The Senate immigration bill's H-1B restrictions have clearly upset Indian IT services providers. But sometimes being in a tough spot can prompt a company to find new ways of approaching problems, as Infosys is doing with a plan to use software robots.
In a move that may have deeper implications in these times, the Bangalore-based consulting and IT services company recently announced a partnership with IPsoft, a New York-based provider of autonomic IT services.
The autonomic tools that IPsoft makes are designed to bring software robotic automation and machine learning to routine IT functions, such as help desks, operations and infrastructure management. In other words, with IPsoft's tools, work that is now done by human beings could be done by a software machine.
Infosys says that IPsoft tools can "reduce human intervention."
More colorfully, Chandrashekar Kakal, global head of Infosys's business IT services, told the Times of India, that "what robotics did for the auto assembly line, we are now doing for the IT engineering line."
James Slaby, a research director of HFS Research who has been following the use of autonomics closely, wrote in a recent report that the IPsoft partnership may help Infosys "reap fatter margins by augmenting and replacing expensive, human IT support engineers with cheaper, more accurate, efficient automated processes," and by improving service delivery.
If the Senate immigration bill is adopted as is, Indian IT services providers will likely have to cut back-end costs to remain competitive.
The Senate bill may force offshore companies to increase the number of U.S. citizens on their North American workforces. One key provision limits visa-holding employees to 50% of an employer's workforce. Since as many as 70% to 90% of the U.S.-based employees of offshore companies are likely to be visa holders, the law could prompt more local hiring and acquisitions to boost U.S. employment.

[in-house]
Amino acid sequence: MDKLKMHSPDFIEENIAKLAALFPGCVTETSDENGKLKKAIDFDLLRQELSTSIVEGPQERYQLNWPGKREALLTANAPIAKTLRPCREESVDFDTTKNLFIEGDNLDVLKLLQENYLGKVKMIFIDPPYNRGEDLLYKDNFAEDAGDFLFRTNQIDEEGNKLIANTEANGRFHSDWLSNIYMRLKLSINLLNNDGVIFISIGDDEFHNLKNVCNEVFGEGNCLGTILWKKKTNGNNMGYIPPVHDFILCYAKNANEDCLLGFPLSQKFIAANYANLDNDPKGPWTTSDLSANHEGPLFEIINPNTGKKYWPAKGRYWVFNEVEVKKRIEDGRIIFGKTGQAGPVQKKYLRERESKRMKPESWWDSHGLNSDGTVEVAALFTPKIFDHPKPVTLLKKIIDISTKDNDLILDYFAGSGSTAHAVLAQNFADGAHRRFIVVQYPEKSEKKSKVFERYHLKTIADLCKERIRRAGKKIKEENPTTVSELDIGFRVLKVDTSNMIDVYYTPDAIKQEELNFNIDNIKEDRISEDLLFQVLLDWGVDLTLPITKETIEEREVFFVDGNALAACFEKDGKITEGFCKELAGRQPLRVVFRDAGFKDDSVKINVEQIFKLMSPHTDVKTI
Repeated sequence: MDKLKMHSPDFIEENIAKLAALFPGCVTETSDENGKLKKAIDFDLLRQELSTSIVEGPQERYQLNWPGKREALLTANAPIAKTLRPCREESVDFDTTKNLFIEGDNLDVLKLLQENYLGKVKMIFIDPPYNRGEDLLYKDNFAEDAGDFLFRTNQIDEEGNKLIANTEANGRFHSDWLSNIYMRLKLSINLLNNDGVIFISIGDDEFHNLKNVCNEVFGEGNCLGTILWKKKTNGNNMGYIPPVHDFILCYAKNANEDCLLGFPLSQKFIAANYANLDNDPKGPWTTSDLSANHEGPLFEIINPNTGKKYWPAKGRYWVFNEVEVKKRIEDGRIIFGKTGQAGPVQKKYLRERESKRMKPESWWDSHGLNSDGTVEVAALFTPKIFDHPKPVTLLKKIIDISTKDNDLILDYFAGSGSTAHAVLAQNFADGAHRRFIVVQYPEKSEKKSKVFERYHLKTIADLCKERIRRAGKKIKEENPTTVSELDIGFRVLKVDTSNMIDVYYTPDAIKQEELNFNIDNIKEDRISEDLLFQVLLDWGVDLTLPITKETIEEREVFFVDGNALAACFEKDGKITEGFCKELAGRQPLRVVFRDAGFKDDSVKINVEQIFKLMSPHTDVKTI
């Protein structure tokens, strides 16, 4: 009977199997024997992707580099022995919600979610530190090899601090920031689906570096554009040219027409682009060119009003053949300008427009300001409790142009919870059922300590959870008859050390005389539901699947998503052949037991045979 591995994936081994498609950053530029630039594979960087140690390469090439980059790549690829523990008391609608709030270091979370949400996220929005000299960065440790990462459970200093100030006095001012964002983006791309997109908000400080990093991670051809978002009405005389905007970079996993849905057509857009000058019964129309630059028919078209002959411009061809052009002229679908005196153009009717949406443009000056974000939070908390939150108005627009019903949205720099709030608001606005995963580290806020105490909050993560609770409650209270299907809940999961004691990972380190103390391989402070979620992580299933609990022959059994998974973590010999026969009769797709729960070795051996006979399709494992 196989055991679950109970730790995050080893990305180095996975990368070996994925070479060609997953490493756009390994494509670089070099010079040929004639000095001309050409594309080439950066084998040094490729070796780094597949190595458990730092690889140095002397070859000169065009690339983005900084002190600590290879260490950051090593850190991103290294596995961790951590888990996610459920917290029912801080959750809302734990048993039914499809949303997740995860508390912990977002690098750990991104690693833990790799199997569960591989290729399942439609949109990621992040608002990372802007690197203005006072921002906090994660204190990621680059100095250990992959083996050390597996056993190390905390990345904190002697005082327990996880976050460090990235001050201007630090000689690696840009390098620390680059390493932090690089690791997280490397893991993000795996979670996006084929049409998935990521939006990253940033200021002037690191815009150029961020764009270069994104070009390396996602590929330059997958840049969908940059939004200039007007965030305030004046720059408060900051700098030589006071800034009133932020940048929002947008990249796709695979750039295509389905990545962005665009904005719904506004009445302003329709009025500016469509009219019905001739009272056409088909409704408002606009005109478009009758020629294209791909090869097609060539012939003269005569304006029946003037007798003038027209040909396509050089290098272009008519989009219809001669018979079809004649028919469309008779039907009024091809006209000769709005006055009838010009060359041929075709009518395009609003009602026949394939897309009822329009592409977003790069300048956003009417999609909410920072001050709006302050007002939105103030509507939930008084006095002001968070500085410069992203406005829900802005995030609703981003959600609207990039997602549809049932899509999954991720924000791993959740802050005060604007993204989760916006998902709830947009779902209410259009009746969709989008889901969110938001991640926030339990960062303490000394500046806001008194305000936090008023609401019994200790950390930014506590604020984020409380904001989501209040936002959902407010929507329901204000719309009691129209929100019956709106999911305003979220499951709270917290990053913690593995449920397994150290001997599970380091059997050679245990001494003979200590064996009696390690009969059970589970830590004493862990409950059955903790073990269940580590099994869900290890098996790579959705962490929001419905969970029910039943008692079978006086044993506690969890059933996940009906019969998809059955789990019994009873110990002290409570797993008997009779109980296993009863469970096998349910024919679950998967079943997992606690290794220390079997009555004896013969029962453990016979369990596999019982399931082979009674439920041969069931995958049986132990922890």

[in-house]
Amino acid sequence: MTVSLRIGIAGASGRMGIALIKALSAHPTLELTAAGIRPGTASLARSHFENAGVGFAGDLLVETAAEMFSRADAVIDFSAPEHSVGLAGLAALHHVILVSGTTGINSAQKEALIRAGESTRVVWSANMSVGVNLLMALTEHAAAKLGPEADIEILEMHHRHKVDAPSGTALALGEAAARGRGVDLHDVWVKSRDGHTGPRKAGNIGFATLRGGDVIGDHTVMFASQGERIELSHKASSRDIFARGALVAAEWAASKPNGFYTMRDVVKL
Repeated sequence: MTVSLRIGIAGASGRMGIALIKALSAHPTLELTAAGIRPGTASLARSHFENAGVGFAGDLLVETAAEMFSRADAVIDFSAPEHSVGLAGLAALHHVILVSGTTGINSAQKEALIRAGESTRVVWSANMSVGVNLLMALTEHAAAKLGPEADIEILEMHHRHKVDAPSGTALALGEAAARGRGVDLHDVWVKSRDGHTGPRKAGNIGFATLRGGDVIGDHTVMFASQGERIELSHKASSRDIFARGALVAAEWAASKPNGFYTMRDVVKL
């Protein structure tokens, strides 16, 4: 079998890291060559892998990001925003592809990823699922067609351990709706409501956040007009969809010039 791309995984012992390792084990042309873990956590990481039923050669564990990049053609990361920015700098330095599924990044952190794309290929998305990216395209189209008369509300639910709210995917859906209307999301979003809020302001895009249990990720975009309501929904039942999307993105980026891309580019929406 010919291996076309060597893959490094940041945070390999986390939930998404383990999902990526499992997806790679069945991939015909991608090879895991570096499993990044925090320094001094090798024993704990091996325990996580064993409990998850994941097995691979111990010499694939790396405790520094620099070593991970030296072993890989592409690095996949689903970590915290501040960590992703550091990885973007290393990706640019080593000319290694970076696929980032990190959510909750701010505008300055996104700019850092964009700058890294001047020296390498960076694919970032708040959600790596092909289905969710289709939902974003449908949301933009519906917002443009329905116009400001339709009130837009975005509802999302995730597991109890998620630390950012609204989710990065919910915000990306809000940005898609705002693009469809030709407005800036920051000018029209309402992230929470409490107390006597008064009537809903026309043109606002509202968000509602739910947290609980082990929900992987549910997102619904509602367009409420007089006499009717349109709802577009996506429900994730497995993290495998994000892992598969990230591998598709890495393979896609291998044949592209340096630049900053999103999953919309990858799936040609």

In a recent opinion piece in the Business Standard, Som Mittal, president of Nasscom, a large Indian IT trade group, characterized various elements of the bill as "bigoted," "discriminatory" and "draconian."
He was referring to a provision that prevents visa holders employed by IT services providers from working in the offices of the clients of the service providers. "It's almost like saying, 'You can hire an architect to design your house, but he/she cannot work at the house location," he wrote.
Autonomic software tools can be used by anyone, and in that respect they pose a threat to offshore companies as well as being a potential cost-reducer.
What these tools are doing, said Slaby, "is making this kind of automation a lot less complicated and expensive to do, so much less so that it's actually cheaper than having, say, an Indian body shop do it, with none of the political, compliance, and other complications of sending the work offshore."
IPSoft has focused on autonomics for IT services, and Slaby estimates in his report that nearly all Level 1 support issues can be solved by IPsoft's "virtual engineers." Infosys, which employs nearly 160,000 people, plans to train 5,000 employees to use autonomic tools, and it intends to deliver proof-of-concepts to its customers.
The Senate Judiciary Committee, meanwhile, will continue to work on its immigration bill. The committee has not moved, to date, to reduce any the requirements affecting offshore companies. It will consider a series of amendments this week, which may ease some restrictions.
Patrick Thibodeau covers cloud computing and enterprise applications, outsourcing, government IT policies, data centers and IT workforce issues for Computerworld. Follow Patrick on Twitter at @DCgov, or subscribe to Patrick's RSS feed . His email address is email@example.com.